Mark Robinson, Managing Director of SCAPE Group, specializing in public procurement, said spending on public sector projects will be essential to maintain industry confidence and generate economic growth. He said: “The winter months are likely to be tough for the construction industry, despite these latest numbers and the renewed focus on the government’s ‘Build Back Better’ ambitions this week. Public sector spending will continue to play an important role in maintaining confidence and setting standards for risk management throughout the supply chain if inflationary pressures persist. In addition to rigorous scenario planning through procurement, developers – public and private – will need to encourage open dialogue and prompt payment practices to support the health of our supply chains, which will ultimately be the engine. of any growth this winter. “

Jan Crosby, Head of Infrastructure, Building and Construction at KPMG UK, said: “Global supply chain delays, truck driver shortages and fuel demand are wreaking havoc here for the fuel industry. construction in the UK, which must overcome these challenges along with the management of pent up the pressure for builds.

“While some companies have been nimble enough to handle these issues by stocking or expanding their supply network, others have understandably struggled, leading to projects being canceled or delayed. This is why another month of slow growth is to be expected given the circumstances. The sector is in desperate need of rebalancing. But for now, the industry is responding impressively to these complicated conditions. “

Max Jones, director of Lloyds Bank’s infrastructure and construction team, said the coming months will be a test of which contractors have been managed well throughout the pandemic as they adjust to life without government support, especially as material shortages set in.

“What will become clear as the end of the year approaches is the quality of how companies run throughout the pandemic and which ones are best placed to face the headwinds that will affect the world. economy at large and will reap the rewards of continued high demand, ”he added. Jones said. “Labor, energy and material shortages are straining entrepreneurs. Taken individually, the industry would be well equipped to handle these supply issues, but collectively they threaten to slow the recovery, just as businesses should aim for growth. The industry is also facing a skills gap. For now, entrepreneurs are covering the cracks by paying more to recruit and retain skilled workers to ensure projects stay on track, but the concern is that this could create a long-term wage inflation problem. for industry. “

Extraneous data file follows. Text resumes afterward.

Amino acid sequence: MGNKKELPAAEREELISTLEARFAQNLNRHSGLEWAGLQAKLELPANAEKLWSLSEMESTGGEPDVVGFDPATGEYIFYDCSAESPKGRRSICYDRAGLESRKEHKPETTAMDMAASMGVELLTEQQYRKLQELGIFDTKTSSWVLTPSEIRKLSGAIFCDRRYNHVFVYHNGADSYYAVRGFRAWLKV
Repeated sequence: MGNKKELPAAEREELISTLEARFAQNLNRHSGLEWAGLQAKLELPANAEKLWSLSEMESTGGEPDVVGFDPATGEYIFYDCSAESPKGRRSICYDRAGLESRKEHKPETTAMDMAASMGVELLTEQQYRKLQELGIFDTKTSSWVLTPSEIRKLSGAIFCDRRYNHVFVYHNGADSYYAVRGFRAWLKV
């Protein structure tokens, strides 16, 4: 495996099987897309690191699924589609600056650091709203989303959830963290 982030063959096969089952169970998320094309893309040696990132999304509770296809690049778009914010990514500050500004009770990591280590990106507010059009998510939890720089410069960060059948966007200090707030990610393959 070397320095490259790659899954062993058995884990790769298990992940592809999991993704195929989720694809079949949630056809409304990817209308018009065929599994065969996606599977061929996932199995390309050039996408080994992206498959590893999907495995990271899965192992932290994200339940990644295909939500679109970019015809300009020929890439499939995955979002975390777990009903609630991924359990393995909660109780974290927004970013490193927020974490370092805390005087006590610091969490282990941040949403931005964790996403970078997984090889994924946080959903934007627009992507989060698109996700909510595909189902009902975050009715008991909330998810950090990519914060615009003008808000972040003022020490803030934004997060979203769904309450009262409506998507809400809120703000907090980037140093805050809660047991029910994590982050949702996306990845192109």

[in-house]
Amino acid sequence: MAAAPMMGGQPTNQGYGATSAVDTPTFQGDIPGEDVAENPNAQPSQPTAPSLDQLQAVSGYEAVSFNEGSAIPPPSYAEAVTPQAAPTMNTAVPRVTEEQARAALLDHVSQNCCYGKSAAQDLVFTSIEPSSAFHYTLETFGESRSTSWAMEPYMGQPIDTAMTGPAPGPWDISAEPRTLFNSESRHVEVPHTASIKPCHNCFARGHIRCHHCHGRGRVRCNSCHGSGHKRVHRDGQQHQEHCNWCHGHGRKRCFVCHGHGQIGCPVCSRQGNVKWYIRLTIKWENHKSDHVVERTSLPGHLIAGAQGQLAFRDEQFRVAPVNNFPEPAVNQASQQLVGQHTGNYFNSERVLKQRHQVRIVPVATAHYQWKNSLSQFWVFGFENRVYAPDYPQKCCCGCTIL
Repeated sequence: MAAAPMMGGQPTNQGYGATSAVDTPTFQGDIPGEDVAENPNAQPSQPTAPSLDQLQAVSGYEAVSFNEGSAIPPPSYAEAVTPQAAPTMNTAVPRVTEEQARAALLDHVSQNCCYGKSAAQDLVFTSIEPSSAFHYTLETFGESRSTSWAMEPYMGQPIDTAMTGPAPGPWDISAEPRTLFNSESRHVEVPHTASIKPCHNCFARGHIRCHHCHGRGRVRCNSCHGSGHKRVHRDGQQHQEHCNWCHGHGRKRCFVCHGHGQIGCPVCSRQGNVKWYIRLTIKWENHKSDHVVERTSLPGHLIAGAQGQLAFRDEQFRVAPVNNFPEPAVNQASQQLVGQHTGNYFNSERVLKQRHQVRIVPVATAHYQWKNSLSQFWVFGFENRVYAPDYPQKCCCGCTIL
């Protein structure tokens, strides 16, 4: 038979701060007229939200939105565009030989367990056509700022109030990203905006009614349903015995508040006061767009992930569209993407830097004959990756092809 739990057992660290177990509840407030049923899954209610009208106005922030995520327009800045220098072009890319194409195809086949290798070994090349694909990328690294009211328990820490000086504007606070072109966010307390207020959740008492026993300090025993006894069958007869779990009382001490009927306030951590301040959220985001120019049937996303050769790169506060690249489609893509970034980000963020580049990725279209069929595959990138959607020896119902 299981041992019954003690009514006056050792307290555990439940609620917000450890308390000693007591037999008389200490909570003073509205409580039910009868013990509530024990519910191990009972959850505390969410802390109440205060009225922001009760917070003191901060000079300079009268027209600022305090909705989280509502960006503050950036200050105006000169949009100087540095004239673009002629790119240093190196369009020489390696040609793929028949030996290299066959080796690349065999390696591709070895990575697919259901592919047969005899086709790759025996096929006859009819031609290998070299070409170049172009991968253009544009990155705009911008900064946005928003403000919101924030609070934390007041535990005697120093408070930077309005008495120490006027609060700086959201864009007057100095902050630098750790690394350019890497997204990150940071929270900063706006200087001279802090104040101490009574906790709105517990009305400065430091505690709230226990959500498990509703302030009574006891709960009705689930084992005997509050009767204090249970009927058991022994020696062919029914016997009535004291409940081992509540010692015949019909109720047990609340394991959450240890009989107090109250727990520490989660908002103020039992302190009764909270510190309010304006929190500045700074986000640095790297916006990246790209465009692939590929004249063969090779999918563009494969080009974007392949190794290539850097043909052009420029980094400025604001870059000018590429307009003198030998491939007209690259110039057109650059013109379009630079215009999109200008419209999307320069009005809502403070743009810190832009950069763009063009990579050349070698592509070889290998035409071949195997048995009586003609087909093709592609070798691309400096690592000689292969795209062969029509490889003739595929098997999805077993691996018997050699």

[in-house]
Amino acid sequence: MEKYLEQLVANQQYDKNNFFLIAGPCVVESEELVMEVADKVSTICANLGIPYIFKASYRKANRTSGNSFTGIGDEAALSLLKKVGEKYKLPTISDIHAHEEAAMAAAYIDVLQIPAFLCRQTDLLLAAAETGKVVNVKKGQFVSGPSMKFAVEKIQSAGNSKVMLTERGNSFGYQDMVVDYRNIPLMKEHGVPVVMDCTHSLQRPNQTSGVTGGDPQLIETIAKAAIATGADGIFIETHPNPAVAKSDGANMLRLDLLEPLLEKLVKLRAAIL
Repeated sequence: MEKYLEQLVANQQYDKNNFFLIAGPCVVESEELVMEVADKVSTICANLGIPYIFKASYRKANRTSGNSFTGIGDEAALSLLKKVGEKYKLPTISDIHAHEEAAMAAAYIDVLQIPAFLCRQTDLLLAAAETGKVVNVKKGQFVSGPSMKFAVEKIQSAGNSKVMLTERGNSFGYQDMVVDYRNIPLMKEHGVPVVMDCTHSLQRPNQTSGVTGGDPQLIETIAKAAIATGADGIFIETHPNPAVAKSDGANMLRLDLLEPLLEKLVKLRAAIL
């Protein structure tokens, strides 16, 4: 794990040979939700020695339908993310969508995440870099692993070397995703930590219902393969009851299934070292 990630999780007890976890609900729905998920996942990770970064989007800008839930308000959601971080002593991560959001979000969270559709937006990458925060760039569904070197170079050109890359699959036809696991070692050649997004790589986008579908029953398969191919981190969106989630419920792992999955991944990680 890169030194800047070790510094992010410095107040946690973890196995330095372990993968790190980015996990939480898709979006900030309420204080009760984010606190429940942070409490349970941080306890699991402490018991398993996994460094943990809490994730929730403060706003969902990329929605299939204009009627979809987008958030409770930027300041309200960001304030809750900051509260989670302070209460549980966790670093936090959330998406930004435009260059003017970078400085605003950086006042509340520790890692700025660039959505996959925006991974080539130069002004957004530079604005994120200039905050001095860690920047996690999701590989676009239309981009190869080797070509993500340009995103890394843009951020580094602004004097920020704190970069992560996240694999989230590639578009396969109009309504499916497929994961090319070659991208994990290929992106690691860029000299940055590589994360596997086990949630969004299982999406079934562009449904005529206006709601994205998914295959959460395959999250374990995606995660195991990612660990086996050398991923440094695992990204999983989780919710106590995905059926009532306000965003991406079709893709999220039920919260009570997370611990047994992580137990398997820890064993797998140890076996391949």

Modular housing specialists TopHat and Etopia were among those who highlighted the urgent need for the construction industry to adopt modern construction methods as part of a successful post-Covid green recovery.

Andrew Shepherd, Managing Director of TopHat Solutions, said: “Inflationary price hikes, caused by a severe shortage of materials, mean that there is an urgent need to revisit the way the industry sources and manages supply chains. supply if the UK is to build better and meet government housing targets. With off-site manufacturing, companies like ours can provide our supply chain partners with greater certainty on orders, as our plant’s production line must be constantly fed. By being more predictable and forward-looking, modular home builders will be able to offer partners the certainty of growing and investing. “

Joseph Daniels, CEO and founder of modular housing and technology company Etopia Group, and also an independent advisor to the government on decarbonizing the construction sector, said: “As the global economy recovers, there are tremendous pressures on the supply chain are to be expected. Tighter supply chains mean the UK construction industry must now think about how it uses and disposes of waste. amount of materials required for each construction. Much like car manufacturing, MMC uses standardized processes, so every home that is created in factories like ours uses exactly the same amount of materials. Technology will help achieve such efficiencies – it’s time to build the embrace. “

PMI data was collected between September 13 and September 29, 2021.